Gaining hands-on experience is an imperative (and fun!) part of science education. Moving from the classroom into the laboratory undoubtedly enhances the learning experience. However, before moving your students into the new setting, be sure the lab is well prepped for its young scientists. Here are five tips to keep your class laboratory running safely and efficiently.
1. Plan and Gather Supplies
Planning is an essential part of any teacher’s job. Science educators need to take an extra step when planning lab experiments. Make time at the beginning of each semester to plan the labs you will conduct. Take inventory of what supplies you already have on hand and what you will need to buy. Prepping weeks (or months!) in advance will avoid last-minute trips to the store for lab supplies or, even worse, running out of something on lab day.
A day or so before giving your students the reins, be sure to conduct the lab yourself. This will ensure all equipment and supplies are in working order. Note the time the experiment takes and any deviations from the written directions or measurements. Taking time to plan and prep will also help you identify areas of concern and develop a plan of action in an emergency.
2. Keep the Lab Clean and Organized
Keeping the laboratory clean and organized is imperative to keeping your students safe (see tip #3!). Remove any materials not used for the current experiments: store them safely out of students’ reach.
A well-organized lab includes many labels: label chemicals, other lab materials, and locations of all lab equipment. Proper use of labels will help you and your students find and return the items they need. At the end of lab day, don’t forget to allow students enough time to clean their space.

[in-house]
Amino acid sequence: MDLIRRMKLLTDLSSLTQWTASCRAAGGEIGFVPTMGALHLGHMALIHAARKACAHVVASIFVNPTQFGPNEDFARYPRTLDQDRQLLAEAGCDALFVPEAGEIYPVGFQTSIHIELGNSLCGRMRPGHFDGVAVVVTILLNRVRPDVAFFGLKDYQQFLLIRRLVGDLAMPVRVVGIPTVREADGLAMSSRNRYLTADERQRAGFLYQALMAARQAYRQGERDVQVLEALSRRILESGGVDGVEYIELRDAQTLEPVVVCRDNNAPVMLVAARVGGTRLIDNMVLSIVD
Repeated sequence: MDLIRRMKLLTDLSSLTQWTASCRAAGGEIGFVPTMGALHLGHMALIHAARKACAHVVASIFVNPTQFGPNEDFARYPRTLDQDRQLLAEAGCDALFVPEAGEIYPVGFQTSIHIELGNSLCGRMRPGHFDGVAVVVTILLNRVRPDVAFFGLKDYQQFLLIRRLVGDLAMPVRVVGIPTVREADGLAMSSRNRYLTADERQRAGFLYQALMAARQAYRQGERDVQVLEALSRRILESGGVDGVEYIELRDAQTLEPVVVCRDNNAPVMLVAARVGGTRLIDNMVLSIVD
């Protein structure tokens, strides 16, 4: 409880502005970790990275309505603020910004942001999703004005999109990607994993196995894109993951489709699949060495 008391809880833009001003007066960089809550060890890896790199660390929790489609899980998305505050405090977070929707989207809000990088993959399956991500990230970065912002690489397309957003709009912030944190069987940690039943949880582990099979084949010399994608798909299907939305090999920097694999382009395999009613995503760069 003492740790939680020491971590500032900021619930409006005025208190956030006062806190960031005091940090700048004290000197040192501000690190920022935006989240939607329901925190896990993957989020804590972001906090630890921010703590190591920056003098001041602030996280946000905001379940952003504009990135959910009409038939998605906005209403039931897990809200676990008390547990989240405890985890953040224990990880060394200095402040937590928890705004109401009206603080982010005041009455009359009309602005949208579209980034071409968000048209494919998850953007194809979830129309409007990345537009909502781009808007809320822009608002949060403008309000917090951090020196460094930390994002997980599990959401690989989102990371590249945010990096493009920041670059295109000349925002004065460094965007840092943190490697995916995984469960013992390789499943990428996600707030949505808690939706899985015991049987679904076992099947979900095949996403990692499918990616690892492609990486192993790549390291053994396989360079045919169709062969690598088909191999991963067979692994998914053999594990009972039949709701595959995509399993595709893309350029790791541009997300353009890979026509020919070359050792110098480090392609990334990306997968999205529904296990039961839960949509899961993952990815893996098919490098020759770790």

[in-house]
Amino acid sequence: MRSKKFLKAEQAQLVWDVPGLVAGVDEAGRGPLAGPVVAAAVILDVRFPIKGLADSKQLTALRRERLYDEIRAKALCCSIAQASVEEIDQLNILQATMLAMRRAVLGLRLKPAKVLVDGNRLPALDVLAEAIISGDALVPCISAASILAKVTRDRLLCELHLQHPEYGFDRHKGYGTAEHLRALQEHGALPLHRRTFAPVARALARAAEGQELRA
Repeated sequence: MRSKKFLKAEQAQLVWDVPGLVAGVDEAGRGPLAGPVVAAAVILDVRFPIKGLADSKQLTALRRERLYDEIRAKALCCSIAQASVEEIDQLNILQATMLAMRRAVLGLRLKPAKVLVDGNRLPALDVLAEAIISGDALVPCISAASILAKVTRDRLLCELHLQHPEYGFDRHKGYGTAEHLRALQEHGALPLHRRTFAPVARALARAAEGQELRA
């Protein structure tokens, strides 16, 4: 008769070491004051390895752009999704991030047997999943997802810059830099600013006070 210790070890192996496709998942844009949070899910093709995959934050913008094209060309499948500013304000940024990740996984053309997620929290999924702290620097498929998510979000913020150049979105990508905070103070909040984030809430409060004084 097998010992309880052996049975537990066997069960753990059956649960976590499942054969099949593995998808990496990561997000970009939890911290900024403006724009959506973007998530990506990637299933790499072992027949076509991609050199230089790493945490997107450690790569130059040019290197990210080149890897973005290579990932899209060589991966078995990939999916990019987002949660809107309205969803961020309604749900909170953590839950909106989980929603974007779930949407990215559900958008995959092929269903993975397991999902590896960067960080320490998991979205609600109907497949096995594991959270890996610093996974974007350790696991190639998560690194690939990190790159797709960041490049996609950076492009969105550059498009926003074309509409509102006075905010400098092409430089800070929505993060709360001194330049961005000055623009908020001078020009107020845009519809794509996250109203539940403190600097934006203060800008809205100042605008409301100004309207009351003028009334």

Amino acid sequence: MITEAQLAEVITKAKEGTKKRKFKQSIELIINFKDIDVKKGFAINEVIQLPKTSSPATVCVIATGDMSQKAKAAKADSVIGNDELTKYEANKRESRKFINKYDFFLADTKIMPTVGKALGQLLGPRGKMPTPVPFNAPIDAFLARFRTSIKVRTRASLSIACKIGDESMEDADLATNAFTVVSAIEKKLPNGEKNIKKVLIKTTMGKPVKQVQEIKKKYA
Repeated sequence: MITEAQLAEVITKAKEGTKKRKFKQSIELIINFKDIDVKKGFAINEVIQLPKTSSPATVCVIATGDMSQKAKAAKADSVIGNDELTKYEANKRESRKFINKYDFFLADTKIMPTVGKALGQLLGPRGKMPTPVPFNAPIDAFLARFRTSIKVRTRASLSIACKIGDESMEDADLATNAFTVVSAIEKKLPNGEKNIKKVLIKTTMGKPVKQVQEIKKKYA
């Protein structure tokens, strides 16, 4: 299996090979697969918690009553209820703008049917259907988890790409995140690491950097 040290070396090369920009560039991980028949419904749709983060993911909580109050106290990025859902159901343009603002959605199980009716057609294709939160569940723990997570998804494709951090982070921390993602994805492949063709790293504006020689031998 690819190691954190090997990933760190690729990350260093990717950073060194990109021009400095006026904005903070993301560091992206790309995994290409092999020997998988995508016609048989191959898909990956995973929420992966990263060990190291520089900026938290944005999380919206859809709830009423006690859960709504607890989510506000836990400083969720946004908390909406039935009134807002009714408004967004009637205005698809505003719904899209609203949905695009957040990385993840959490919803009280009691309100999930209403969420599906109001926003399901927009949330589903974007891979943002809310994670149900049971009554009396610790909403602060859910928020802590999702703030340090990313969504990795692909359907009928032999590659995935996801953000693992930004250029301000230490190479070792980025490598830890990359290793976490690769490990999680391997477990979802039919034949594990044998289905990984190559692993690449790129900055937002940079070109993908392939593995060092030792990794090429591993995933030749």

When an experiment goes wrong (and they probably will), speak with your school about hiring a professional cleaning service to remove any potentially hazardous material or tackle hard-to-clean areas. These teams have high-grade equipment and chemicals to ensure that you and your students are learning in a safe, clean, and sanitized environment.
3. Make Safety a Priority
Keeping students safe should be a top priority for all teachers. Unsurprisingly, most science educators begin their semester teaching lab safety protocols. However, you should review these safety precautions before conducting each experiment. When taking inventory of your lab supplies at the beginning of the semester, don’t forget to check your stash of personal protective equipment (PPE). You’ll want to have enough gloves, masks, and face shields on hand for all of your students. If your lab is not equipped with an eyewash station, consider purchasing a bottle of eye wash that can be used in a pinch. Ensure that every chemical in your inventory has an MSDS sheet and discuss the precautions with your students.
4. Provide Detailed Instructions
Communication is a key piece to keeping your classroom laboratory running smoothly. Provide students with clear and detailed written instructions for the experiment they will be conducting. Provide an oral overview of the steps and demonstrate any confusing pieces. Consider assigning a pre-lab activity for homework the day before. Have students review the experiment procedure, come prepared with any questions, and maybe even pass a short formative assessment before entering the lab.
5. Link Labs Directly to Classroom Learning
This might be an obvious tip, but the lab activity must meet an educational objective or goal (i.e., there must be a good reason to experiment). The lab should align with and enhance the concepts being taught in the classroom. Before, during, and after the experiment, reference what is going on and how it relates to what students have learned. At the end of the lab, students should be assessed on their learning: consider a formal lab report, simple post-lab evaluations, or experiment-related questions on an upcoming test. While labs are certainly fun, you need to hold your students accountable and be sure they are learning.
Thoughtful Preparation Leads to Fun Science Learning
While the goal is for your classroom lab to run like clockwork, not every lab day or experiment will go perfectly. Each time you experiment with students, you will gain knowledge to improve your next attempt. You may identify traffic flow issues that can be alleviated by changing the location of supplies. Or you may decide that each lab station should be supplied with the necessary items for the experiment. As you learn the best preparation solutions for each experiment, your students will learn the essential science concepts with their hands-on lab experience.